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  10. Ryden

    Ryden Member

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    This wood is very abrasive, not at all like other stocks I've shaped. Boyds have California claro walnut listed for their lower end wood, is this different from English or French walnut?
    It's more like working in teak which have silicon embedded in the fibers.

    Spent an hour sharpening the tools and planing the sole of my spokeshave, it's an old one from a yard sale and the sole was polished so I figured it was set up all right.
    Turned out it was hollowed, so three sheets of 800 grit wet emery paper later it's finally flat and no more trouble setting the blade or gouging the wood.

    20191228_122007.jpg

    This is the kind of shavings you want, long, thin and elastic.
    20191228_134404.jpg

    20191228_134521.jpg
     
    Last edited: Dec 28, 2019
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  11. Ryden

    Ryden Member

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    Put a few new flats on the forend and shaped the back of the cheek piece.
    I must confess that I really want a cheek piece if only because i want to make a shadow line. I've never done that before.
    20191228_134635.jpg 20191228_134631.jpg 20191228_134758.jpg
    The watchamacallit, flue?, up front leaves to little material for a decent pancake so I either leave it as it is or make a teardrop.

    I think that I might get away with removing it entirely.
    20191228_142152.jpg
     
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  12. Ryden

    Ryden Member

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    We now have a rather pleasing teardrop.
    Still a few flat spots and kinks, but it's now close to a continuous curve.
    20191228_150213.jpg
     
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  13. Ryden

    Ryden Member

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    The grip has to be adjusted, as it is the reach is to long and the grip to short, my pinkie is right on the edge.
    I need to make the reach smaller by removing wood. Sounds like an oxymoron, I know, but by opening up the radius the hand can shift forward without being anchored like a pistol grip.

    Most express rifle has semi pistol grip with end caps, but for that to work for me there needs to be much more wood, I'd like a palm swell as well, so instead I'll go for the look of the highland stalker or the gorgeous rifle in my original post.

    That's a ladies gun btw, but one should be man enough to wear a pink skirt and hunt with a lady's gun ;)
     
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  14. Ryden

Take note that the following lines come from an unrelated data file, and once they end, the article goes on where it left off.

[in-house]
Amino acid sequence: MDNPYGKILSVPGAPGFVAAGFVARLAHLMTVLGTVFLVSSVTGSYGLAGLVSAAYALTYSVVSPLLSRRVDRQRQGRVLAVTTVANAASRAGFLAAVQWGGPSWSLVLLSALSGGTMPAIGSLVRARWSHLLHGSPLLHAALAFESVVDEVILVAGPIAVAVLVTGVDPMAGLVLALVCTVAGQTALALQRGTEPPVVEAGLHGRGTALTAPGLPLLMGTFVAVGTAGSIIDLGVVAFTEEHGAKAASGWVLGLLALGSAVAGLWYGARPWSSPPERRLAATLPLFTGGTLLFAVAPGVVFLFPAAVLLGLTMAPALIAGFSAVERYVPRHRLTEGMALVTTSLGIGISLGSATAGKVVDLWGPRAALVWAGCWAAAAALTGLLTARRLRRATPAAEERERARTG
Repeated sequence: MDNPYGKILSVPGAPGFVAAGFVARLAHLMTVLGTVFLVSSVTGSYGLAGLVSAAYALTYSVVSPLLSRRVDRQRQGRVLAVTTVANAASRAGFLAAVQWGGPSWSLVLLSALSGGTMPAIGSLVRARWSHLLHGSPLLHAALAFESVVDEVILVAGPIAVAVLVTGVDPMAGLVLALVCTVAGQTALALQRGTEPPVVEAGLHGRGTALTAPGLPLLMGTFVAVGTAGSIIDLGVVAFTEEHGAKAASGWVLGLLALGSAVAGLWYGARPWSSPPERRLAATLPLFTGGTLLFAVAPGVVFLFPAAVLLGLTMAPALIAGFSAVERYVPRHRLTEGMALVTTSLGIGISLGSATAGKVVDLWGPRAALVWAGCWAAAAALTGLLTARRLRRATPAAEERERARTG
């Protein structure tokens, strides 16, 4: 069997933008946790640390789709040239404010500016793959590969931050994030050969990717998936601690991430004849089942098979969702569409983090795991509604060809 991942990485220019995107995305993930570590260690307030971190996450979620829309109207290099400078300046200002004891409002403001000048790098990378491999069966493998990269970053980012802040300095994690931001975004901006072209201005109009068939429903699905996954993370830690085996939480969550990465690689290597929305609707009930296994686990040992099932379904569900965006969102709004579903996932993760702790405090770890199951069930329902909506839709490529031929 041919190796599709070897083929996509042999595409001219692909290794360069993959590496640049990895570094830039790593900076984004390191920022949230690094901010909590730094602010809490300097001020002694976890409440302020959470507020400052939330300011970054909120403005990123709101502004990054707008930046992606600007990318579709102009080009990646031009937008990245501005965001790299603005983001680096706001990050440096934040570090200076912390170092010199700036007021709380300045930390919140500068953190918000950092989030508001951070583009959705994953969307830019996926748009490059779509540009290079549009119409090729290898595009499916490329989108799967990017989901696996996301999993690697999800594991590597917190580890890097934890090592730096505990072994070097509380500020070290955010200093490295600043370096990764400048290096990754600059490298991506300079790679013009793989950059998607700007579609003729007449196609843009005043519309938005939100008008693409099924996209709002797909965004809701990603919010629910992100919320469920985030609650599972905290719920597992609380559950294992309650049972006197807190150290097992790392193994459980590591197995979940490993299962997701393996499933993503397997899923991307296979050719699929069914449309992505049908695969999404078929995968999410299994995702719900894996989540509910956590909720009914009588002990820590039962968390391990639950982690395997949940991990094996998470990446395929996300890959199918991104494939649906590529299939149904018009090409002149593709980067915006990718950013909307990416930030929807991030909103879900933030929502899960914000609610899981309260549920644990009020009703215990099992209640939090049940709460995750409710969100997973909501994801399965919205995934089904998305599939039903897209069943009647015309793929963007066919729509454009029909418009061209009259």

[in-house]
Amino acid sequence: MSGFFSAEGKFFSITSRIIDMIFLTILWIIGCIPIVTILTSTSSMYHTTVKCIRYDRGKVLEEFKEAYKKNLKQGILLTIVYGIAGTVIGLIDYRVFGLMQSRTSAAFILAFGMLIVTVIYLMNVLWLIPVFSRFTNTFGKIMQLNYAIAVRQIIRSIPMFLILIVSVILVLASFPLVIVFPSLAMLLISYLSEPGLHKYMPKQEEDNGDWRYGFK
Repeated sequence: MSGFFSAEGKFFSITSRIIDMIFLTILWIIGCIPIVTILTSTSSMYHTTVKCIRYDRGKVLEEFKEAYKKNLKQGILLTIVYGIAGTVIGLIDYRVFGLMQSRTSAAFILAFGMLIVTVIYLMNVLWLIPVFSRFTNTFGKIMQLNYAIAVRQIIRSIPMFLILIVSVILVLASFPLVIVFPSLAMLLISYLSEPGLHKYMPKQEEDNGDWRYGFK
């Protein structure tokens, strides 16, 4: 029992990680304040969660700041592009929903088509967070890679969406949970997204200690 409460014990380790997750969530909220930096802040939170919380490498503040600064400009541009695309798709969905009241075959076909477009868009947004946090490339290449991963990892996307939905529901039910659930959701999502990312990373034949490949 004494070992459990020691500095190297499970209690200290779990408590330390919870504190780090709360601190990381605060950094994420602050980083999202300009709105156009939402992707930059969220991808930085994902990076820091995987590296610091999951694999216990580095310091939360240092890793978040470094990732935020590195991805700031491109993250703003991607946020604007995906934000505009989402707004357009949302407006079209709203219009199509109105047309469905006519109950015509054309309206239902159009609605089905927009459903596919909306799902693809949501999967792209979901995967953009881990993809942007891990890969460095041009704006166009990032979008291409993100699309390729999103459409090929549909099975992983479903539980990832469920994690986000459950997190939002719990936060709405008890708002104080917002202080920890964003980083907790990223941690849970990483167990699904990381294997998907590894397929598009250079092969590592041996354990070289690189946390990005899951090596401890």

Ryden Member

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    Well, I meant to write shirt, but if you're man enough to hunt in a pink skirt then you can do anything!
     
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  15. Jim Watson

    Jim Watson Member

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    Coming along nicely. I think it would be a .360 or .366 Nitro in British usage, like the less common 9.5x57 is .375 2 1/4" Nitro in England.
     
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  16. ExAgoradzo

    ExAgoradzo Member

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    Very nice.
    Will watch for more!

    Greg
     
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  17. Ryden

    Ryden Member

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    366 Nitro is a cool name!

    Here's my brace of Brownings, the A1 has the grip I want for the rifle.
    20191228_163702.jpg 20191228_163729.jpg

    While the gun safe is open, here's a brace of old Husqvarnas as well.
    20191228_164002.jpg
     
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  18. Ryden

    Ryden Member

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    Every time I've seen this rifle something about the rear sight had bothered me and I could never really figure out why. There was something like contact cement smeared on it but that wasn't it. I really couldn't say what the problem was but it kept nagging me all the time I waited for the license to come, but when I picked it up I couldn't spot the problem.

    I just realized someone put it on back to front!
    Sorry, no picture, I just reached for a drift and a mallet and reversed it before I thought of it.
    Matched up the witness mark, so it should be spot on now. At least close enough for government work.
     
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  19. ExAgoradzo

    ExAgoradzo Member